Earlier today was a great day for a parade, and a parade there was in Washington. Today, the first official Emancipation Day celebration in D.C. was the first time the occasion had been celebrated in many years. It got its start when Abraham Lincoln signed the Emancipation Act on April 16, 1862, freeing Washington's slaves some time before the Emancipation Proclamation freed slaves in other areas. Emancipation Day was celebrated as a holiday for years before it fell out of favor.

What's old is new again.

Friday, April 15, 2005

Take Me out to the Ballgame...

I'm of two minds regarding the debut of the Washington Nationals at RFK. It was thrilling to see baseball, that unofficial harbinger of spring, being played professionally in Washington after an absence of decades, and people of all ages actually getting exciting about something other than, say, a tax refund. (Not that I wasn't excited when I received mine!)

On the other hand, I hope that the goodwill of the fans and of the city is not trampled upon by the team owners, as it almost was in the process of getting the team to town by their rigidity. (With all that tough talk the owners threw at the city--the take-it-or-leave-it attitude [or, more accurately, the take-it-or-we'll-leave state of mind]--shouldn't a television deal have been negotiated by now? Or do the team owners demonstrate a tough stance only with politicians, who were supposed to ensure that the deal didn't take city residents to the proverbial cleaners?)

Saturday, April 09, 2005

For Us the Living...

In mourning the passing of John Paul II, one beautiful way to uphold his memory would be to contribute to a cause close to his heart, aiding the poor. Organizations that have done so over the long haul include Bread for the World, which lobbies to end hunger in the U.S. and abroad, as well as educates the public on causes of hunger, and ways to end it.

Another, Save the Children, helps in a variety of ways, such as increasing economic opportunities via micro-enterprise programs, to help women start small businesses, and in building strong local micro-finance institutions to continue economic growth in their communities.

Of course, you can help closer to home. Local food banks welcome donations of both food and funds; unfortunately, an increasing number of the people who receive services from food banks are working people, so the impact of a gift to such an institution would be immediate.

Then Jesus said to his host, "When you give a luncheon or dinner, do not invite your friends, your brothers or relatives, or your rich neighbors; if you do, they may invite you back and so you will be repaid. But when you give a banquet, invite the poor, the crippled, the lame, the blind, and you will be blessed. Although they cannot repay you, you will be repaid at the resurrection of the righteous." (Luke 14: 12-14)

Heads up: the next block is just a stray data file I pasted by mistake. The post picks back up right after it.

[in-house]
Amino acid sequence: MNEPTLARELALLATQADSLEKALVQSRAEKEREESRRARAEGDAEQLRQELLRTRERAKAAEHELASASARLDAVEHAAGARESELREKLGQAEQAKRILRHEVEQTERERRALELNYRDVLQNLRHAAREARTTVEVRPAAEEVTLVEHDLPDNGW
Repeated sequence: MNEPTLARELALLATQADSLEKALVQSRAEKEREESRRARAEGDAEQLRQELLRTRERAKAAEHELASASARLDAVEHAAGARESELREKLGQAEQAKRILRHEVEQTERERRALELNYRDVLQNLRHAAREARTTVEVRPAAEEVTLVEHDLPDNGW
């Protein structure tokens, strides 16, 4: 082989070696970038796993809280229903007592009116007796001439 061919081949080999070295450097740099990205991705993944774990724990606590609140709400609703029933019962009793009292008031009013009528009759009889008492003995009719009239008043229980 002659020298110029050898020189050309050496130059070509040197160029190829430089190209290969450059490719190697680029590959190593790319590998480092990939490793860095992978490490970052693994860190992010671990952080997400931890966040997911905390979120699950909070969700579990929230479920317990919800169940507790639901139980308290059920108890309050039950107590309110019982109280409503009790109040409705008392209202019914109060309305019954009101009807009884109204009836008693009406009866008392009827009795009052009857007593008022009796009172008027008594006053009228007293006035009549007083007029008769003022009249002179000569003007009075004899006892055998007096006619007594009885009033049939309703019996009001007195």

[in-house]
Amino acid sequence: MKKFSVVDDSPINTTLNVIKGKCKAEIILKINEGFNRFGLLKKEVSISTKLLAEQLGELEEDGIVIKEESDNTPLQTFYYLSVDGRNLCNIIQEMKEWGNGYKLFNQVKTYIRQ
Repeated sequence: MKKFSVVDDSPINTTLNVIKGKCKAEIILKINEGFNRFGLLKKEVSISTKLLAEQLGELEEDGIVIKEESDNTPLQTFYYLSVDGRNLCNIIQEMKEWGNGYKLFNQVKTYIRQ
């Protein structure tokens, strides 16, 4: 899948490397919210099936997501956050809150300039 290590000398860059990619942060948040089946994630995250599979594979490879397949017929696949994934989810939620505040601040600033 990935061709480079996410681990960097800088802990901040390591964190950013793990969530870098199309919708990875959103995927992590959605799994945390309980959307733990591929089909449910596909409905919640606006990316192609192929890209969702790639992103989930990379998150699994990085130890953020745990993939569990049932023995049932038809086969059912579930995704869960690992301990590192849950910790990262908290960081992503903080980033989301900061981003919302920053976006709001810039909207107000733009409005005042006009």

Sunday, April 03, 2005

Spring Forward, to ... (Yawn?)

I barely remembered to perform my pre-daylight savings time ritual, to turn the clocks and watches forward before going to bed--it's just too traumatic, and disappointing to do it after you wake up in the morning; when I wait to turn them, I feel like I've truly wasted time.

Supposedly, there's an upside to this seasonal madness. David Prerau, writing recently in the New York Times, claims that it would be advantageous if daylight savings time began even earlier in the year, and, also ended later in the year. (See the March 31st editorial, "Spring Forward Faster" [free registration req'd].

I'm yet to be convinced, however, as people already don't get enough sleep. A book I read a few years (one which, ironically, contributed to a couple of sleepless nights itself), Stanley Coren's Sleep Thieves, was a frightening, ahem, wake-up call for our need for sufficient sleep, and the consequences of extended periods of sleep deprivation. In addition to information and profiles of people in other professions who often lack sufficient sleep, the author conducted an informal experiment, to determine how much sleep he actually needed to function well. It wasn't pretty.

In that spirit, I submit a few good links, with information on how to get good sleep, and another with information sleep disorders (and plenty of other sleep resources), links which I do not think are directly supported by manufacturers of sleeping pills. One is the article, "How to Sleep for a Better Tomorrow," a brief but useful compilation of good sleeping tips. Another is from sleep research pioneer William C. Dement, full of resources and information. A final sleep link, which contains 101 questions about sleep.

Now, hit the sheets!